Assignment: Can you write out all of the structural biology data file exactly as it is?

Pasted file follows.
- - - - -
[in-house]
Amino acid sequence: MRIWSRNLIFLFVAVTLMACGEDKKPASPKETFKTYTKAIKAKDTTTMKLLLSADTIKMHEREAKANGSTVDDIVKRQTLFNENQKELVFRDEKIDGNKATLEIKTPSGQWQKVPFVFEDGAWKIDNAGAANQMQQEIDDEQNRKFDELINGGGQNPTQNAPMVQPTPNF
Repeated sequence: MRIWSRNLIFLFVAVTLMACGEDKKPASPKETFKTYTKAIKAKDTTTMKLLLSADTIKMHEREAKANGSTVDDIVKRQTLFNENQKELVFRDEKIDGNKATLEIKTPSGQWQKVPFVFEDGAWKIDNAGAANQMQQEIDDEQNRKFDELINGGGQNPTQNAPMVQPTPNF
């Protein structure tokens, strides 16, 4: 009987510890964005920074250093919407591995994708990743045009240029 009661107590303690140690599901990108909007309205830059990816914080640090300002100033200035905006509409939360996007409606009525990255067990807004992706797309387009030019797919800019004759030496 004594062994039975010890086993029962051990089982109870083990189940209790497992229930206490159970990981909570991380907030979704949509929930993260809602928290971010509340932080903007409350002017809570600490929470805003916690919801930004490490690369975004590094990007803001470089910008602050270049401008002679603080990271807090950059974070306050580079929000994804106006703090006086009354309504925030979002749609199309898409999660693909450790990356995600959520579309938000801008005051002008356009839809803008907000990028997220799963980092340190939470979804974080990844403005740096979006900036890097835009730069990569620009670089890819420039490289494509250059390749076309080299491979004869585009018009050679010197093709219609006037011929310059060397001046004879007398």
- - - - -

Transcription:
[in-house]
Amino acid sequence: MRIWSRNLIFLFVAVTLMACGEDKKPASPKETFKTYTKAIKAKDTTTMKLLLSADTIKMHEREAKANGSTVDDIVKRQTLFNENQKELVFRDEKIDGNKATLEIKTPSGQWQKVPFVFEDGAWKIDNAGAANQMQQEIDDEQNRKFDELINGGGQNPTQNAPMVQPTPNF
Repeated sequence: MRIWSRNLIFLFVAVTLMACGEDKKPASPKETFKTYTKAIKAKDTTTMKLLLSADTIKMHEREAKANGSTVDDIVKRQTLFNENQKELVFRDEKIDGNKATLEIKTPSGQWQKVPFVFEDGAWKIDNAGAANQMQQEIDDEQNRKFDELINGGGQNPTQNAPMVQPTPNF
């Protein structure tokens, strides 16, 4: 009987510890964005920074250093919407591995994708990743045009240029 009661107590303690140690599901990108909007309205830059990816914080640090300002100033200035905006509409939360996007409606009525990255067990807004992706797309387009030019797919800019004759030496 004594062994039975010890086993029962051990089982109870083990189940209790497992229930206490159970990981909570991380907030979704949509929930993260809602928290971010509340932080903007409350002017809570600490929470805003916690919801930004490490690369975004590094990007803001470089910008602050270049401008002679603080990271807090950059974070306050580079929000994804106006703090006086009354309504925030979002749609199309898409999660693909450790990356995600959520579309938000801008005051002008356009839809803008907000990028997220799963980092340190939470979804974080990844403005740096979006900036890097835009730069990569620009670089890819420039490289494509250059390749076309080299491979004869585009018009050679010197093709219609006037011929310059060397001046004879007398």